In the back of a warehouse building in West Salt Lake is home to a flat track derby. The smell of jalapenos, ketchup and sweat fills the air and squeaking skates signal the end of a skilled warm-up. Two teams are ready to duel and they line up in formation on the track.
I sit down next to a couple that is new to the sport as well, and luckily they have done their research to explain the basics. Three players clad in necessary helmets and elbow and knee pads clasp onto each other’s arms, while a 4th floats nearby. They are the bridge. They keep the pack together. Each team has a pack. Their goal is to form a wall, to keep the opposing team’s jammer from getting past. If a jammer is successful, they race around the track, and the second time they pass the pack, they gain a point for each player they pass. There are also 7 referees to keep track of each part of the game, from the lead jammer (first jammer to pass the pack), to the formation of the pack (can’t be more than 10 feet apart).
As we watch, we get more confused as specific rules elude us. For example, the jammer wears a star cap and sometimes will throw it off and toss it to another player. The jammer will sometimes slap their thighs and touch their head three times and then all people stop moving. Whistles blow in seemingly willy nilly fashion.
At half-time, I find Cayleigh and she fills me in on the more detailed minutiae of the game. She goes by “Bam Bam” in this circle, and each player has a creative name, like “Fleetwood Smack” and “Slim Skadey.”
We follow Wasatch Jr’s jammer “Lemony Stitches” as she races around the track. When she passes the pack, a bright white smile caused partially by a mouthguard and from the dopamine kick from her success bring cheers to the crowd. Her momentum builds as she rounds the corner. Points await her and she throws herself into the pack fearlessly. It’s a close game, tied at 164 points, and in this sport, there are no mercy rules. Sometimes matches rack up a differential of 200 points. Southside Revolution from Seattle, Washington is on a tight margin, having won by 2 points last time they played the Wasatch Junior team.
There is a rhythm to the game, sometimes so quick it’s hard to keep track of all the syncopated parts. Other times, a power play emerges, and as a jammer sits in a penalty, the pack tries to hold back the other team’s bridge, a balance of force keeps the players suspended in place.
These agile skaters gracefully and boldly, sometimes backwardly, ram, scoot, dodge, dip, and “apex jump” around the track. Chiringua, a player with many fans with shirts of the same name, has been skating since they were 4. Another player in the non-competitive team, Jo, heard about this through a book and convinced her mom to take her to an open skate. She loves it and says it helps her find her voice. Sometimes she needs to muster the courage to dive into the pack, and the thing that helps her is by knowing everyone else is doing it. Her mom helps out, wiping down the track after the game.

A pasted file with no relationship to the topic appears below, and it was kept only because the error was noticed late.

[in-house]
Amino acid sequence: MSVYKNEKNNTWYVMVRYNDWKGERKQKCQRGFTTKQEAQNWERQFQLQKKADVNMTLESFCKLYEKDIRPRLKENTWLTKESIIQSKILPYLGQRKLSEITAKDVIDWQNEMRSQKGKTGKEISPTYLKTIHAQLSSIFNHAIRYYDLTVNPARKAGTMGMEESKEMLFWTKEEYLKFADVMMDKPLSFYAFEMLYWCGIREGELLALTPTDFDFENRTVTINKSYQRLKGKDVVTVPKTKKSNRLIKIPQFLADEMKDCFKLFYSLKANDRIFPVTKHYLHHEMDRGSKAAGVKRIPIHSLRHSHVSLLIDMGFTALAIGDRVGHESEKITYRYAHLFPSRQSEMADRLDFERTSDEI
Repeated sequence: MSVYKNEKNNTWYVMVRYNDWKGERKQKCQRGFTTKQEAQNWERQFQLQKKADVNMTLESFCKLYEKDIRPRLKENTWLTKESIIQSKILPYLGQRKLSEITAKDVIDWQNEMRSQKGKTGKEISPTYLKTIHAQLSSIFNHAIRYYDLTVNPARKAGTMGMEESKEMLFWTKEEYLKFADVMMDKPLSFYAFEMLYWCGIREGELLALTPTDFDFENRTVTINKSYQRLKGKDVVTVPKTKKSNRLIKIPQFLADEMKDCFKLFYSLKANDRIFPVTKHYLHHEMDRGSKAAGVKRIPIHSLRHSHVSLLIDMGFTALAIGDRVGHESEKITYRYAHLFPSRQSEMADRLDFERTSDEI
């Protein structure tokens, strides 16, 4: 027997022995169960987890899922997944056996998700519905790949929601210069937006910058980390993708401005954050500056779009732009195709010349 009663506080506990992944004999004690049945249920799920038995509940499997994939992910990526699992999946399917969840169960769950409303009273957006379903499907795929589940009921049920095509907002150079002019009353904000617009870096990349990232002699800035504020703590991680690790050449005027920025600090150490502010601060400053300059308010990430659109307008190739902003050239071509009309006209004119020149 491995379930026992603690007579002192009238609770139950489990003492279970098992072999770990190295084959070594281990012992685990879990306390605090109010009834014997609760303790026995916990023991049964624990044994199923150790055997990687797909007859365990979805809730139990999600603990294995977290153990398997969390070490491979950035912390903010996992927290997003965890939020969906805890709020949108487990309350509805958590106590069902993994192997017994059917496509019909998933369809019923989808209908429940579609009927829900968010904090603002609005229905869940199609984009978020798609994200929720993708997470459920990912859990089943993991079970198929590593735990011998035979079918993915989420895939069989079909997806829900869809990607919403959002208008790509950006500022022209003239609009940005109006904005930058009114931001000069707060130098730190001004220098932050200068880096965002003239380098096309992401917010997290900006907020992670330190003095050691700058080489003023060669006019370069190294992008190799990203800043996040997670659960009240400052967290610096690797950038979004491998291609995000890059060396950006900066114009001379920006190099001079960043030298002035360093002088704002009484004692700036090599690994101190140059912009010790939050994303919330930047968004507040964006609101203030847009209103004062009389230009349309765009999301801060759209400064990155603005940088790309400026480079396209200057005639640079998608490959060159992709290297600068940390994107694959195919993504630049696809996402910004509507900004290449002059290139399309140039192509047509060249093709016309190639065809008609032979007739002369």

The game lasts for an hour in rounds of 2 minutes. In a spirited finish, the Wasatch Roller Derby team comes out on top and immediately hi-fives the other team. They then line up and do a victory lap around the track, collecting high fives from the fans and they all take a group photo. “We are family” plays in the background.
I caught up with “Lemon” after the game. She is slumped over and sweaty, her red hair freed from the helmet, yet obviously psyched and proud. When she moved here from Chicago, she was inspired to find a team after learning derby from her favorite comic book. She says she’s dealt with a lot of drama and this has really helped her find a calm way of being. She’s learning teamwork, how to communicate on the track without speaking to each other (like passing the star!). Her teammates bond through movie nights and ice cream outings. She said she would not be the same person, instead frustrated and with anger issues. It helps her be a better person, finding a job and joining a community and family. She says she couldn’t live without it.
Join the Movement!
The Falconz, and Wasatch Juniors all share a similar desire: to have a place to call home. In 2024, the Smith’s BallPark once housing the Utah Bees will change usership, and the “She plays here” proposal seeks to create a women’s multisport venue. If you want to see these teams succeed in the future, email Mayor Erin Mendenhall with your vote of support. Another way to join the growing wave of women’s sports is best stated by a Wild player when she said “showing up matters.” Women’s adult roller derby starts up soon, and Laci encouraged anyone who wants to try football to come to the open practices Tuesday and Thursday at Cottonwood Heights High School. Each team also has social media and websites to stay up to date on how to donate, support or be involved.
Vipers rugby and women’s soccer complete the plethora of teams that would benefit from this incubator for a professional women’s sports hub in Salt Lake City, all forming a cohesive community to lift up and empower Utah’s growing women’s sports scene. Along with support from the Maven district, a conscious investor, this plan seeks to reimagine a future in an inclusive, rich ecosystem of support and empowerment.
Photo by Brian Pender.